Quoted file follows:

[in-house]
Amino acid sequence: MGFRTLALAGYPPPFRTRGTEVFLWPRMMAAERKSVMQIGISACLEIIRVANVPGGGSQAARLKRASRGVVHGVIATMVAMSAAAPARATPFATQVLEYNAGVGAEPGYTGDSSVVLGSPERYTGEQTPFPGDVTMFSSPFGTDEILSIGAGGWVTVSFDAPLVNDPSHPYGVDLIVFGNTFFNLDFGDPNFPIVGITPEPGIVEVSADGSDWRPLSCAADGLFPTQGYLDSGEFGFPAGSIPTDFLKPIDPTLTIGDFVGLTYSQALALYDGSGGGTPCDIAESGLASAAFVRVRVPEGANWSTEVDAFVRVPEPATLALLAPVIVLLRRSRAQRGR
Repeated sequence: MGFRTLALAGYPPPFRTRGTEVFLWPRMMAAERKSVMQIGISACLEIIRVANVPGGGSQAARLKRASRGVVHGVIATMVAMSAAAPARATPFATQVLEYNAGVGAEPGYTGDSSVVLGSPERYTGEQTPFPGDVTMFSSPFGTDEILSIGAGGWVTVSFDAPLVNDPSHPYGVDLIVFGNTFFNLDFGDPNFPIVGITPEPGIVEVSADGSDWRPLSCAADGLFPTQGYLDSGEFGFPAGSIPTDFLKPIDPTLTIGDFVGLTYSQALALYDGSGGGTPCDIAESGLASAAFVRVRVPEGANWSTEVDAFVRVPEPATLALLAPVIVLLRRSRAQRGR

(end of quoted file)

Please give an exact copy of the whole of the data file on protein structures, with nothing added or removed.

[in-house]
Amino acid sequence: MGFRTLALAGYPPPFRTRGTEVFLWPRMMAAERKSVMQIGISACLEIIRVANVPGGGSQAARLKRASRGVVHGVIATMVAMSAAAPARATPFATQVLEYNAGVGAEPGYTGDSSVVLGSPERYTGEQTPFPGDVTMFSSPFGTDEILSIGAGGWVTVSFDAPLVNDPSHPYGVDLIVFGNTFFNLDFGDPNFPIVGITPEPGIVEVSADGSDWRPLSCAADGLFPTQGYLDSGEFGFPAGSIPTDFLKPIDPTLTIGDFVGLTYSQALALYDGSGGGTPCDIAESGLASAAFVRVRVPEGANWSTEVDAFVRVPEPATLALLAPVIVLLRRSRAQRGR
Repeated sequence: MGFRTLALAGYPPPFRTRGTEVFLWPRMMAAERKSVMQIGISACLEIIRVANVPGGGSQAARLKRASRGVVHGVIATMVAMSAAAPARATPFATQVLEYNAGVGAEPGYTGDSSVVLGSPERYTGEQTPFPGDVTMFSSPFGTDEILSIGAGGWVTVSFDAPLVNDPSHPYGVDLIVFGNTFFNLDFGDPNFPIVGITPEPGIVEVSADGSDWRPLSCAADGLFPTQGYLDSGEFGFPAGSIPTDFLKPIDPTLTIGDFVGLTYSQALALYDGSGGGTPCDIAESGLASAAFVRVRVPEGANWSTEVDAFVRVPEPATLALLAPVIVLLRRSRAQRGR